Buddy culture blooms in Mumbai college campuses
Colleges see a rise in the number of senior students helping juniors with studiesmumbai Updated: Jan 24, 2016 18:54 IST
The examination season brings about a change in college campuses. The otherwise buzzing corridors now bear a more sombre look with students rushing to catch up on notes and heading to classrooms for revision lectures and submitting presentations. This is also the time when groups of students claim sections of corridors or empty classrooms, helping one another with studies, projects and presentations.
Termed as mentors or buddies, many colleges have seen a rise in the number of senior students helping juniors with studies. With colleges either busy with internal tests or HSC preliminary examinations, the purpose of these groups is to help one another do well in college as well as examinations.
H R College, Churchgate, follows a ‘buddy system’ where the academically stronger students team up with weaker classmates or a junior to help them with the syllabus.
“This system works so well that more and more students are benefitting from it every passing year. Students find it easier to confide with a fellow student than a teacher,” said Deepika Bhatia, vice principal of the junior college section of the college.
Similarly, at Nagindas Khandwala College in Malad, the idea of study groups has been introduced for the arts stream.
“While we have teachers conducting remedial classes for the weaker students, there’s also these study groups where students help one another with various subjects,” said principal Ancy Jose, who added that while teachers contribute one hour of their time daily to the project, students end up sitting in groups till evening, sharing notes and other study material.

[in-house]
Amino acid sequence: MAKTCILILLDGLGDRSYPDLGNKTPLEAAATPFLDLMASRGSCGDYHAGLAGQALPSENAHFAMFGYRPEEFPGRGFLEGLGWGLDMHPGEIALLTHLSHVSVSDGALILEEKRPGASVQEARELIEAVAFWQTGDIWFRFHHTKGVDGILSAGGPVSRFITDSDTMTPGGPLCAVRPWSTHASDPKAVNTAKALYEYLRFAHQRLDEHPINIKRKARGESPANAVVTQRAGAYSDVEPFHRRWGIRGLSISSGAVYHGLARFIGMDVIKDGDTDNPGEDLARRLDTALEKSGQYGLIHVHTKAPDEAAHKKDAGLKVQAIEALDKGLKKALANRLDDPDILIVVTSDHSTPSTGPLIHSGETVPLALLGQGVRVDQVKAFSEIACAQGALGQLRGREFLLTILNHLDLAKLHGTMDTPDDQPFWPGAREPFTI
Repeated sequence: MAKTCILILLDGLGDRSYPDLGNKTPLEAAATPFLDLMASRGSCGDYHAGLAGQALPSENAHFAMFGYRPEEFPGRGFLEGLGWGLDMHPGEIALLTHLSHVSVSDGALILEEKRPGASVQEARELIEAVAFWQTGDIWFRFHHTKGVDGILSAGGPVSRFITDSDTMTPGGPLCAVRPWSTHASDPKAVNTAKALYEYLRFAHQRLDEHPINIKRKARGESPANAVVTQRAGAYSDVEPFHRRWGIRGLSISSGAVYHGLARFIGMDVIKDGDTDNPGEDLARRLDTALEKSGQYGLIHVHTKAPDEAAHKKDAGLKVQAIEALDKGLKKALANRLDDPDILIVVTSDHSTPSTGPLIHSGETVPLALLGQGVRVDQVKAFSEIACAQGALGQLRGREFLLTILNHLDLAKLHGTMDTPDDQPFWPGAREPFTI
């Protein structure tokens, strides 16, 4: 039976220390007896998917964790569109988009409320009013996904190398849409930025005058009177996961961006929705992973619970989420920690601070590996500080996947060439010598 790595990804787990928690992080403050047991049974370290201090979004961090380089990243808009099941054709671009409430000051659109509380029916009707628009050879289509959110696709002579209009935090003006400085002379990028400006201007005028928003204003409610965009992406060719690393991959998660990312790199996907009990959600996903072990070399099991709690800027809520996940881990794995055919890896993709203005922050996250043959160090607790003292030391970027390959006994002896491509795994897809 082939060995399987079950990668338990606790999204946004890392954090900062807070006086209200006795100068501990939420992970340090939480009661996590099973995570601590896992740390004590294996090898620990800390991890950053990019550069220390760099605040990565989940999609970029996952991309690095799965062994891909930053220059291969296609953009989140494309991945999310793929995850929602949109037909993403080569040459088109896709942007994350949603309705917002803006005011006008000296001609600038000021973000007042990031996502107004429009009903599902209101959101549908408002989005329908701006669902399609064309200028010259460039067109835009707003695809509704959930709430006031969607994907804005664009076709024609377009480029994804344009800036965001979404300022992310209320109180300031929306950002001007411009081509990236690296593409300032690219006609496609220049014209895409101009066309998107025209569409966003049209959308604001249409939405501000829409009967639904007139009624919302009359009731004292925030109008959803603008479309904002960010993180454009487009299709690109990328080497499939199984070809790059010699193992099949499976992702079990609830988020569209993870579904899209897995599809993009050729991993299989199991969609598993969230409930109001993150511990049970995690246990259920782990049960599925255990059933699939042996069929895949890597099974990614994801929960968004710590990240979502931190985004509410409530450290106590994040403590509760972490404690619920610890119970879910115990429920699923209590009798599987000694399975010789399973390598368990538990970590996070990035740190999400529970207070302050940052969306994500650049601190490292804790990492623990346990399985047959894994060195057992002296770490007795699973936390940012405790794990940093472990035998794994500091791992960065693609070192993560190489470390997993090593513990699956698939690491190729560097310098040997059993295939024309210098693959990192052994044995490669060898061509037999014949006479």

Other colleges have been promoting the mentorship program where students from senior batches help the new entrants in first year batches, ease into the new atmosphere.
“First year students often tend to be apprehensive and are new to the world of projects and presentations so we form groups where a second year student is a mentor to ten first year students and helps them throughout the year,” said Yash Shah, a bachelor of management studies student of UPG College, Vile Parle.
‘Not only TextBook buddies’
The mentors not only help first year students with studies but also help them put together their curriculum vitae, in case students want to apply for internships during vacations.
While in the beginning, it was teachers who started mentorship programmes for new students, they realised it was better to involve older students in this process. Along with regular academic help, these mentors also help the younger lot with other personal problems.